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Haley’s path gets harder — not easier — after New Hampshire

First Read is your briefing from the NBC News Political Unit on the day’s most important political stories and why they matter.
Republican presidential candidate former Nikki Haley congratulates Trump on win but says ‘we’re just getting started' at her primary night rally at the Grappone Conference Center in Concord, New Hampshire.
Republican presidential candidate former Nikki Haley congratulates Trump on win but says ‘we’re just getting started' at her primary night rally at the Grappone Conference Center in Concord, New Hampshire.Joe Raedle / Getty Images

Happening this Wednesday: Donald Trump defeats Nikki Haley in New Hampshire, 55% to 43% (with 91% of vote in)… Haley vows to remain in GOP contest: “This race is far from over”… Haley holds evening rally in South Carolina and launches new TV ads in the state… And President Biden wins unsanctioned Dem primary in New Hampshire — as a write-in candidate — as he shakes up his presidential campaign.

But FIRST… Former U.N. Ambassador Nikki Haley is now taking her campaign to South Carolina.  

Haley’s problem is that her path gets harder — not easier — after last night’s New Hampshire primary.  

In New Hampshire, 51% of GOP primary identified as Republican, versus a combined 49% who said they were independent (43%) or a Democrat (6%), according to the NBC News exit poll. 

Now compare that with the 82% of self-identified Republicans who competed at last week’s Iowa caucuses. 

Also compare that with the upcoming South Carolina and Super Tuesday contests. The only states that have a Republican party ID close to New Hampshire’s last night — per the 2016 GOP primary exit polls — are Massachusetts and Vermont. 

Most of the other states showed a Republican party ID in the 60s and 70s back in 2016.

Now it’s possible that GOP party identification is lower in those states than what happened in 2016 (due to Democrats not having a competitive presidential race). We saw that play out in New Hampshire — where Republican party ID was 55% in 2016 vs. 51% last night.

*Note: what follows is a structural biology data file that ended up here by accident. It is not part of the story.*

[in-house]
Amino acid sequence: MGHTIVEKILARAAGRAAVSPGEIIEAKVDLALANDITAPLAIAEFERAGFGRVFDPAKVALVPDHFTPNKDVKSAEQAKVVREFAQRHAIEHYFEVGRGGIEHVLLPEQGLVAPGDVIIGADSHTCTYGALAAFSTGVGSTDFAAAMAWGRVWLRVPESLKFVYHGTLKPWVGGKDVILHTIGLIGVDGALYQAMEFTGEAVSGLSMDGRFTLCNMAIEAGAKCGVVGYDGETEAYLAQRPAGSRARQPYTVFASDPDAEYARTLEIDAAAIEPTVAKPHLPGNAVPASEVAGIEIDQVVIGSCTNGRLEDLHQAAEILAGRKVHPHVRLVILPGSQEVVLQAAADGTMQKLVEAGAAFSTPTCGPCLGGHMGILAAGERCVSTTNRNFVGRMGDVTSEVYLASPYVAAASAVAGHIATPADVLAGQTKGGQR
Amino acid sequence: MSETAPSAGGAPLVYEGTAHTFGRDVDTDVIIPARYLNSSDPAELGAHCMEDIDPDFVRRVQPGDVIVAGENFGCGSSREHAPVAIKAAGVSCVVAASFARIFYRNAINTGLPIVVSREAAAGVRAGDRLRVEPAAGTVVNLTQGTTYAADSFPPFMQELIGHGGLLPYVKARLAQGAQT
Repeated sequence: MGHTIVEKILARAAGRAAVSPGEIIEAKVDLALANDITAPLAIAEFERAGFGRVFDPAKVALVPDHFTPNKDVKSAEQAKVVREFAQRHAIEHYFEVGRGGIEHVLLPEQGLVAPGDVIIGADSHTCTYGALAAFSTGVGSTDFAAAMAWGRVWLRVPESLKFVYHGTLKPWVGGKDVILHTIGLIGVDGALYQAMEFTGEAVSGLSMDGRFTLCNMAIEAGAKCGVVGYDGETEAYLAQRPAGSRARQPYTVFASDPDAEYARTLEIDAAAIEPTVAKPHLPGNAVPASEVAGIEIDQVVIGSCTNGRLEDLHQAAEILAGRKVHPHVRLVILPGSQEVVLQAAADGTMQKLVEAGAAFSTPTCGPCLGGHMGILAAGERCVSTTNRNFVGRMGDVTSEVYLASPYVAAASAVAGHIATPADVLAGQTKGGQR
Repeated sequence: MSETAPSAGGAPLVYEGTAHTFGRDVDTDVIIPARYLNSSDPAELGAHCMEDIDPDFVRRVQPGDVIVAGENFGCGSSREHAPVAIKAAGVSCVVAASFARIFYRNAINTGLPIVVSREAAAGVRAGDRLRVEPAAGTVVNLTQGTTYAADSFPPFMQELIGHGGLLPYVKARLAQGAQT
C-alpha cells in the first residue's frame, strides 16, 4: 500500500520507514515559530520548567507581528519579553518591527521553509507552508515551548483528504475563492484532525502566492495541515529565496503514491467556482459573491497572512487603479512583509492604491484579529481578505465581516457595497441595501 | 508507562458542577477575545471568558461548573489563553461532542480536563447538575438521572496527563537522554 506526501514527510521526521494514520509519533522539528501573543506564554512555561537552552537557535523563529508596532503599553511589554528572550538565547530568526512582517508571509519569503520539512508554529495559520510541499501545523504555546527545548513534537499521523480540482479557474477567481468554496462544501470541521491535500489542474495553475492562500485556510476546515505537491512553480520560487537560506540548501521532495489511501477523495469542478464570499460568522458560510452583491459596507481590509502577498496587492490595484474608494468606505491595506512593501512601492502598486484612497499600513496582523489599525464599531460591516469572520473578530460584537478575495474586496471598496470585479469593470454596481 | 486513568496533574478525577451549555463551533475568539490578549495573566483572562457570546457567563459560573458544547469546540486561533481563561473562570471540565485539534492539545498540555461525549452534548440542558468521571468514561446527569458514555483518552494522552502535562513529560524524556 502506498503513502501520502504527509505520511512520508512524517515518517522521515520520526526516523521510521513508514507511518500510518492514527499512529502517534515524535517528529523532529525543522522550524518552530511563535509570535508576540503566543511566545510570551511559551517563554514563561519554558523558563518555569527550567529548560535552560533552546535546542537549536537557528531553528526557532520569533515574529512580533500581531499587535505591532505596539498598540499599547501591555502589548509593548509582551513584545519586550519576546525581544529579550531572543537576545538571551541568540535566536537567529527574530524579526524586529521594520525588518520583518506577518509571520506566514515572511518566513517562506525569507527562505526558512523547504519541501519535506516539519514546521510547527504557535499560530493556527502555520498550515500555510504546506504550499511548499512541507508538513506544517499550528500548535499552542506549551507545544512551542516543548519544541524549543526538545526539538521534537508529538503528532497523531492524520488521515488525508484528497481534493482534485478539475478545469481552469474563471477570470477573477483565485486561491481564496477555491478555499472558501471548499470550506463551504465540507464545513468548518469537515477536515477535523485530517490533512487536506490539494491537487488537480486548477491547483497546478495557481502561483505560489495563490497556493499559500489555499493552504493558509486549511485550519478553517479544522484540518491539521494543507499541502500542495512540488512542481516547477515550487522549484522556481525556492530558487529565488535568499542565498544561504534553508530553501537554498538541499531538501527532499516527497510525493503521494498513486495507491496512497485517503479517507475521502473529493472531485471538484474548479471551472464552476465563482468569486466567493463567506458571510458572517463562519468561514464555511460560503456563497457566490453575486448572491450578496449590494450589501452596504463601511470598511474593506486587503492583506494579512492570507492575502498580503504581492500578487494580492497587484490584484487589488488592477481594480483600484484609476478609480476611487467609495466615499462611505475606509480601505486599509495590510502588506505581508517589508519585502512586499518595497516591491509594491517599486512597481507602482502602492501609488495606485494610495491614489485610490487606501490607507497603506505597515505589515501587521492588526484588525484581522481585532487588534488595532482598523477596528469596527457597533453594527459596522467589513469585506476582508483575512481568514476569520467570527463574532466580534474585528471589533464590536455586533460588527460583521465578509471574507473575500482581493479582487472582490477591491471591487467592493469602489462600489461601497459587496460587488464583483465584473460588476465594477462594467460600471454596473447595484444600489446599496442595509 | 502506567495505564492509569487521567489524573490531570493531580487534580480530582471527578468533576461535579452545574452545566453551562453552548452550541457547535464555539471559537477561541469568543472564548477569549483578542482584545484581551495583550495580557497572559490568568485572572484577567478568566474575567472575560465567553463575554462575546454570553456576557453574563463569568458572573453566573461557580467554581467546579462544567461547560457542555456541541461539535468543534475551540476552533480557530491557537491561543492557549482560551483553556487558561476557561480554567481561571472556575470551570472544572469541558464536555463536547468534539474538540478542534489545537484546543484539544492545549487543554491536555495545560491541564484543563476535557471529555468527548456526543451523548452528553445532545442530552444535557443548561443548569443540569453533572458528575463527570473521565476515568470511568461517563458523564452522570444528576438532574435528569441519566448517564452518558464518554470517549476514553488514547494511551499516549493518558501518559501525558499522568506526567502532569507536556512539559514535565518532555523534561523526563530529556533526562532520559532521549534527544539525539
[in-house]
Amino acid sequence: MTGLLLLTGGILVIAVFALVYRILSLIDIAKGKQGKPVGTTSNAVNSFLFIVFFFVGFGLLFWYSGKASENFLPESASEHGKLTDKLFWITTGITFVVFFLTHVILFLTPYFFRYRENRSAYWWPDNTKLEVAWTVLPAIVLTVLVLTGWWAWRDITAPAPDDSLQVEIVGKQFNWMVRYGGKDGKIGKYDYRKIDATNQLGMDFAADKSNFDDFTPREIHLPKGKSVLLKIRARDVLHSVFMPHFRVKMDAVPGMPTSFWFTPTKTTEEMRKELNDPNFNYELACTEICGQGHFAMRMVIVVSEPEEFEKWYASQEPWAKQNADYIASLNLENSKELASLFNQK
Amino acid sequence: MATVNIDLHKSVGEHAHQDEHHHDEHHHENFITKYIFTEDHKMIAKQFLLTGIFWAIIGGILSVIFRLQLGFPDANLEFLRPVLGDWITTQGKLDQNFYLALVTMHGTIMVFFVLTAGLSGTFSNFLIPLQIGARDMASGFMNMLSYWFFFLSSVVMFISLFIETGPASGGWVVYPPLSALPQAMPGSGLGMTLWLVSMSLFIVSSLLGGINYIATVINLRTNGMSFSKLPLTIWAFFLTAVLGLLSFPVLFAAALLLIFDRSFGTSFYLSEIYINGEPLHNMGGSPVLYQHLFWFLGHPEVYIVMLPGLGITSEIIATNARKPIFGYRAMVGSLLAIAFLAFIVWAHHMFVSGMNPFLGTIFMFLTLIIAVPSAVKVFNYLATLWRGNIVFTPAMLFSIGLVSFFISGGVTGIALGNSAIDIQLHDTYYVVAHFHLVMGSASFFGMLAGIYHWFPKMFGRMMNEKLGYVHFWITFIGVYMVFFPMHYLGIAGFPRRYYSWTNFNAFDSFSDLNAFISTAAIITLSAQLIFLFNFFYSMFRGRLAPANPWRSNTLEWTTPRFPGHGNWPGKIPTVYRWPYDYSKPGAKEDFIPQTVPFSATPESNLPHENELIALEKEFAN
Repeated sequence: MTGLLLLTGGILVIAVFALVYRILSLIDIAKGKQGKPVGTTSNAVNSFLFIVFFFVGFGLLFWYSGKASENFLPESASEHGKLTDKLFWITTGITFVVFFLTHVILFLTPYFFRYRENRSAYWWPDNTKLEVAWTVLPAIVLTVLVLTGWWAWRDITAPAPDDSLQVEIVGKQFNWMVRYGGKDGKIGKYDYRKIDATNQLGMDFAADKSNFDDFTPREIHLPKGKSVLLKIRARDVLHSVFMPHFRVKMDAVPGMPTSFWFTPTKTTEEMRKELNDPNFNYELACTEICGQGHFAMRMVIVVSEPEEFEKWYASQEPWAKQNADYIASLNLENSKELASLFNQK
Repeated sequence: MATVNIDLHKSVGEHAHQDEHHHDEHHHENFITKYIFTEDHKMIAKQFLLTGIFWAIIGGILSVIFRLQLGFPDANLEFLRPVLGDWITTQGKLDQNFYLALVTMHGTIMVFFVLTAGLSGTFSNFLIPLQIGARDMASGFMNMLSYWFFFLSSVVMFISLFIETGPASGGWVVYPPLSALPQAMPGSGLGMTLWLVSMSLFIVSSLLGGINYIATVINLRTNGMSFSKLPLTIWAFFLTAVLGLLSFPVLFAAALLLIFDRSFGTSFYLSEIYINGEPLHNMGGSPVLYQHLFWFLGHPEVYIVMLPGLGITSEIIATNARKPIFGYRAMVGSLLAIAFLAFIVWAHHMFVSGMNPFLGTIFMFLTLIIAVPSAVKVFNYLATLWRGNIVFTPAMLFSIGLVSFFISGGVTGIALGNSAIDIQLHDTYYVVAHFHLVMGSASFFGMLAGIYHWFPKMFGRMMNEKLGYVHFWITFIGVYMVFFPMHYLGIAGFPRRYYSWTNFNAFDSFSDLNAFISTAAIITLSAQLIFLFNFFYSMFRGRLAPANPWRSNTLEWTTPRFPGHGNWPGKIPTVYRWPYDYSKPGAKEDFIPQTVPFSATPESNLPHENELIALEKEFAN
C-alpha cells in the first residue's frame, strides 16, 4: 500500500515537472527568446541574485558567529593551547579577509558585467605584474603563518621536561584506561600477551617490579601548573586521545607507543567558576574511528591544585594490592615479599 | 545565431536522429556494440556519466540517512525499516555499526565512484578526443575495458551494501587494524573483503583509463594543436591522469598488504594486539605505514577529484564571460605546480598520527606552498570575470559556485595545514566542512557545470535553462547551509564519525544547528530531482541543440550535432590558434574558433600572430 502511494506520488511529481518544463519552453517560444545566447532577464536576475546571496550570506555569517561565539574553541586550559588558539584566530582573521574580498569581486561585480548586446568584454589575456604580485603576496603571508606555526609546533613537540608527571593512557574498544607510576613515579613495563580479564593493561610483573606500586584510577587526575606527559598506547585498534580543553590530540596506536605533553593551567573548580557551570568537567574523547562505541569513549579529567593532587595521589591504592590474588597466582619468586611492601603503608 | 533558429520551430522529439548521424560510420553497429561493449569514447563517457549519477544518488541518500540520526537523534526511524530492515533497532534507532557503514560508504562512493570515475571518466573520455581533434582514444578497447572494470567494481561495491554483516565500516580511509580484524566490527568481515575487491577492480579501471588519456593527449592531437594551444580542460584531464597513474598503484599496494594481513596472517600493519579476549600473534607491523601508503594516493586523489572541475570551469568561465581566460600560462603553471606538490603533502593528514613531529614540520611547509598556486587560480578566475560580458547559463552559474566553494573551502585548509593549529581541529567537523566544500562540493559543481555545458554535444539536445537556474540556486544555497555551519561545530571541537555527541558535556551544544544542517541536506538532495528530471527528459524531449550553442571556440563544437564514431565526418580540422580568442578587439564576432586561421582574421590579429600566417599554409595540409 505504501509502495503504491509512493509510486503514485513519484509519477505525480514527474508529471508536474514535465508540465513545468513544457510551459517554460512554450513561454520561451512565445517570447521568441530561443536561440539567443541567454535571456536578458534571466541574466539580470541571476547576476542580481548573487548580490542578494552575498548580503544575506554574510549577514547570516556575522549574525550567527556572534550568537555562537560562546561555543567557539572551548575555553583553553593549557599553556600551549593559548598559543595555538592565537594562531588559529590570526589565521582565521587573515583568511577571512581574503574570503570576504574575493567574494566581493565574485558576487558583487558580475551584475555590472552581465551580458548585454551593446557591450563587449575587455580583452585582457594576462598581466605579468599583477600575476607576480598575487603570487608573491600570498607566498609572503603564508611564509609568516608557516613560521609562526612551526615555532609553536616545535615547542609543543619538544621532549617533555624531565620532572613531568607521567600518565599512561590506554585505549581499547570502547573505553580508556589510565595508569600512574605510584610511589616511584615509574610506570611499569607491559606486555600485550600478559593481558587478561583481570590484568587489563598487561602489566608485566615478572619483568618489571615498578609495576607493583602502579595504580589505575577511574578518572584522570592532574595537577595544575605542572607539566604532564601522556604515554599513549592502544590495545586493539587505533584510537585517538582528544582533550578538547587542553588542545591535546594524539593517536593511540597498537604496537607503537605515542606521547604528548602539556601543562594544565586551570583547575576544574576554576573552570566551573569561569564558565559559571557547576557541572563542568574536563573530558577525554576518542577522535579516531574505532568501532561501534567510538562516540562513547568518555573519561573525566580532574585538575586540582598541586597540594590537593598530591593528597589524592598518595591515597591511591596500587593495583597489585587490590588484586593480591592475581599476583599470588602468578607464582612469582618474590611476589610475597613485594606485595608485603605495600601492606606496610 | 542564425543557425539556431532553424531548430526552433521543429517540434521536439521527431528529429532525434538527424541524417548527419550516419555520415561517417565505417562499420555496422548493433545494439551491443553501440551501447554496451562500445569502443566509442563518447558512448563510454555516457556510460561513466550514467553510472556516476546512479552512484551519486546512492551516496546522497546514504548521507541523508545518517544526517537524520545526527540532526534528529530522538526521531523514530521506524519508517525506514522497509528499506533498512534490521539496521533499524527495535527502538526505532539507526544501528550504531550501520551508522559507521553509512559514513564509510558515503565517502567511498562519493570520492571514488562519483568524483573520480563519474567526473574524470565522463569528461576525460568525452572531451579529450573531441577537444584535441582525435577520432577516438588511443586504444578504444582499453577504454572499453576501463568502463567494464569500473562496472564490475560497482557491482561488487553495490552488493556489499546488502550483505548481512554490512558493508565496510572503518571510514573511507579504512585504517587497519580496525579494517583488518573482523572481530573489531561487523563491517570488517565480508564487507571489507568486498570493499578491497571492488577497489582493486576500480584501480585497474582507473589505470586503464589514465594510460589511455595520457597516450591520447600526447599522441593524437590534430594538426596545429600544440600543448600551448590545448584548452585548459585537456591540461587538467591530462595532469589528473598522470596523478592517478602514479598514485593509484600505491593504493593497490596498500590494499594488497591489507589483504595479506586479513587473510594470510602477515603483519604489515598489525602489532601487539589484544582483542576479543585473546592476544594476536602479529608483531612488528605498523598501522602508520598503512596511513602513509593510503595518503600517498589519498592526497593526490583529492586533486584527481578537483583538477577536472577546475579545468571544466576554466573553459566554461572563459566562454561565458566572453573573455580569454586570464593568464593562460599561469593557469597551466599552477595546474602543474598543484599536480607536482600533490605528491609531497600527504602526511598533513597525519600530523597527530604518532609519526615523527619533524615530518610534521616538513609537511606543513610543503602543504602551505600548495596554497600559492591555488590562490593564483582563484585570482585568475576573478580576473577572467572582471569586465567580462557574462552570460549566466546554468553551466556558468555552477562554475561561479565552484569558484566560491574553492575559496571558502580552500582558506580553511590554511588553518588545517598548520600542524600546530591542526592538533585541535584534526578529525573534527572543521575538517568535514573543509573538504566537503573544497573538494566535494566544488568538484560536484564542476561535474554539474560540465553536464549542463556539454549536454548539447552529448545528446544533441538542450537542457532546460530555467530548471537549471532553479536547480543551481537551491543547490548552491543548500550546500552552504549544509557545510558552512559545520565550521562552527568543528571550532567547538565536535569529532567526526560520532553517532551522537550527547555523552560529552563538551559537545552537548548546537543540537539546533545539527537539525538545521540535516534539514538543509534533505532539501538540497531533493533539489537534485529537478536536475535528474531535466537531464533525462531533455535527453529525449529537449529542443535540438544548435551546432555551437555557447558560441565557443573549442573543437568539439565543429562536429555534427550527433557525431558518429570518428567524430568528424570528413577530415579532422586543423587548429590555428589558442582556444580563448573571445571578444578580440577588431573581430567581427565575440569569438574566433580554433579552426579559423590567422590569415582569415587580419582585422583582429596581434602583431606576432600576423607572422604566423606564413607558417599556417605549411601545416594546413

Then again, Haley still lost in New Hampshire by double digits. 

Headline of the day

The number of the day is … 1

That’s how many non-incumbent Republican presidential candidates have won the nominating contests in both Iowa and New Hampshire the same year, following Trump’s win in the Granite State on Tuesday night. Until Trump, non-incumbent Republicans had won either one of the two early-state contests, but never both. There is some precedent for winning both contests on the Democratic side — John Kerry won both Iowa and New Hampshire in 2004, as did Al Gore in 2000.  

Trump’s victory on Tuesday was driven by his wide margins of victory among core Republican voters who made up larger shares of the electorate, according to the NBC News exit poll. Those included self-described Republicans and conservatives, and groups that make up the GOP base, including voters without college degrees, those with lower incomes, older voters and evangelicals. 

Trump also led Haley on the two issues that GOP voters said were most important: the economy and immigration. While Haley bested Trump among voters who prioritized foreign policy and abortion, those voters made up smaller shares of the electorate. 

Eyes on November: Results in key towns that explain New Hampshire’s primary

Heading into election night on Tuesday, we broke down five key towns to watch to get a sense of what was happening in the Granite State beyond the topline results: Salem, Derry, Concord, Lebanon and Manchester.

Here’s what went down in each, for the towns that reported a significant enough share of the vote by Wednesday morning:

Salem: This town on the state’s southern border with Massachusetts was one the most populated towns where Trump had his best performance in 2016, winning 48% of the vote. This is also the hometown of Haley’s top surrogate, GOP Gov. Chris Sununu. The town boasts a higher share of undeclared voters (39%) than Republicans (35%) or Democrats (28%). Last night, Trump took home almost 67% of the vote, again amounting to one of his best performances this time, too.